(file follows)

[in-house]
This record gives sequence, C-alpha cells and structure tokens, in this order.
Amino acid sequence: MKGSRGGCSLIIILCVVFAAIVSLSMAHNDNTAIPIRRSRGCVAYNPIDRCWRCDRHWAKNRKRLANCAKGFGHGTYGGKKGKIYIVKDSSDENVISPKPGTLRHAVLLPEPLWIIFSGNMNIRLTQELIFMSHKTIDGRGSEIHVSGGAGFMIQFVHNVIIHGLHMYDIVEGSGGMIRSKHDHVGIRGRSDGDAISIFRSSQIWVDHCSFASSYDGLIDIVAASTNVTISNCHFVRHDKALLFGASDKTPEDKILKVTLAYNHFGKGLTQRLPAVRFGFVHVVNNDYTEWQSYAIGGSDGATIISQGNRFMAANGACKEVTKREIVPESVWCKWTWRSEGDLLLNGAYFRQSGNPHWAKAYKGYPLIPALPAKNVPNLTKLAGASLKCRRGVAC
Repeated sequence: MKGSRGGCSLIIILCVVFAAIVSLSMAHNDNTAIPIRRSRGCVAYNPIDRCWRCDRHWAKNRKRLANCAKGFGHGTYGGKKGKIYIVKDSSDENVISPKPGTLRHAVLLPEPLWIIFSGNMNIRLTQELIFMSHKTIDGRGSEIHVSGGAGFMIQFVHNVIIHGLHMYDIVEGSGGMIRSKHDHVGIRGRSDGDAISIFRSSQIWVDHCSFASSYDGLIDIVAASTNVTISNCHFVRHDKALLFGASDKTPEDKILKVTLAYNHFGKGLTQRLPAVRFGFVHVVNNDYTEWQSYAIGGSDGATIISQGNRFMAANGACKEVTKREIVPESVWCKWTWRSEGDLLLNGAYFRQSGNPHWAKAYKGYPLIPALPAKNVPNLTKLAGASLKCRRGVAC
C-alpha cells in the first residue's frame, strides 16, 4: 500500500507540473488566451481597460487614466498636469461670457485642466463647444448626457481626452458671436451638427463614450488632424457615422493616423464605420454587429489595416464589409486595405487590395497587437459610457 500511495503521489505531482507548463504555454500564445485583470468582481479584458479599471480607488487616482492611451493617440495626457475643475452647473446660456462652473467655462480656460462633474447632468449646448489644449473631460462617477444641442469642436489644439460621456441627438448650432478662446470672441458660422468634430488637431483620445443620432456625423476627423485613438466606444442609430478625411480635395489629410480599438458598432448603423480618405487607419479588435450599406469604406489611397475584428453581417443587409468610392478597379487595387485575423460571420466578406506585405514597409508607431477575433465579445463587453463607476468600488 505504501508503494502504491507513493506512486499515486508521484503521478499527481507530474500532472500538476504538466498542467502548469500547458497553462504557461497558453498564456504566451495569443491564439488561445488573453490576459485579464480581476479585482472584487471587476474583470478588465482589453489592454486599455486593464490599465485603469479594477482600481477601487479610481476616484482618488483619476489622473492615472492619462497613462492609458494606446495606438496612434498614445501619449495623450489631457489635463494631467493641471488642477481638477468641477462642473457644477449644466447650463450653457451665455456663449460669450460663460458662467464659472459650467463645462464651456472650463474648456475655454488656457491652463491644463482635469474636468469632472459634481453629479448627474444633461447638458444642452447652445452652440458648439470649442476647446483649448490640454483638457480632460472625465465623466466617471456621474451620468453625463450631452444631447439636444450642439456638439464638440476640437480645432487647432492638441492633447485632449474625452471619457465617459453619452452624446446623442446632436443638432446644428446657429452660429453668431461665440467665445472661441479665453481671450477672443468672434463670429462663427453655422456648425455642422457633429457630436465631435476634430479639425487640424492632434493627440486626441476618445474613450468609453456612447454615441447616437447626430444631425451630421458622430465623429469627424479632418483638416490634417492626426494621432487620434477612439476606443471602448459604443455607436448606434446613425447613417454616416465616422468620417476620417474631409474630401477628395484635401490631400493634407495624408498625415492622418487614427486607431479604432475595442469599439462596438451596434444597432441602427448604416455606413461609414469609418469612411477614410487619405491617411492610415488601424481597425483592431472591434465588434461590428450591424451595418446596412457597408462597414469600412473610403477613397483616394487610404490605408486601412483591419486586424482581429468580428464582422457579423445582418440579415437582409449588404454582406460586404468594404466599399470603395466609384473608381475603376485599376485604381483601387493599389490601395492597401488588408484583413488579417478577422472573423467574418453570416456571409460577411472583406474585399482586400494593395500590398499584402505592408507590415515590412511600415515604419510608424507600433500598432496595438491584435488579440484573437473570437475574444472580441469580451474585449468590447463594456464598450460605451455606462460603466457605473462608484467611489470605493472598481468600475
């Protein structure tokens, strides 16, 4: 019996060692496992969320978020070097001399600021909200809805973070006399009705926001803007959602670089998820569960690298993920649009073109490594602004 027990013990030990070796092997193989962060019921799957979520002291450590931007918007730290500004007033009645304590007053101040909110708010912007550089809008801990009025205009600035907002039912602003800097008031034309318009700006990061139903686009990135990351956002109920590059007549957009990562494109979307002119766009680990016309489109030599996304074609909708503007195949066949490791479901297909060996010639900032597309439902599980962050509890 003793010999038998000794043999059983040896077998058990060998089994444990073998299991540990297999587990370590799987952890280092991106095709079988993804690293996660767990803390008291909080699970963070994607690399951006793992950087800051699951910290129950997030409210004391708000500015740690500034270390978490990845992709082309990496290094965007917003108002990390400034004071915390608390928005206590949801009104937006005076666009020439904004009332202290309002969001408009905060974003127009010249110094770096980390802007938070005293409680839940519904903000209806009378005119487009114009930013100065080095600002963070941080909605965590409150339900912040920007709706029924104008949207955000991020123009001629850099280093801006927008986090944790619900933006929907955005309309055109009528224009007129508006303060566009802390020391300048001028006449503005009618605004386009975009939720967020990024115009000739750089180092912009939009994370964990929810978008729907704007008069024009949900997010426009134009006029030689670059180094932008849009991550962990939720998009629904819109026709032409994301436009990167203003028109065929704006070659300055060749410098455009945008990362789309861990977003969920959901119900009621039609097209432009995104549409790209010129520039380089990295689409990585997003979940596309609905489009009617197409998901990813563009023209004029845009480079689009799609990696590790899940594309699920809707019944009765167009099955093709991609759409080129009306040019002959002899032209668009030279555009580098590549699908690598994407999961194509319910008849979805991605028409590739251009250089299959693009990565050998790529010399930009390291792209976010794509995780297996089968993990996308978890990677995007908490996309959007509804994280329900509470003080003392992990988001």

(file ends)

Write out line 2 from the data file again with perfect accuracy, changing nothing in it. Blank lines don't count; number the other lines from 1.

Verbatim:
This record gives sequence, C-alpha cells and structure tokens, in this order.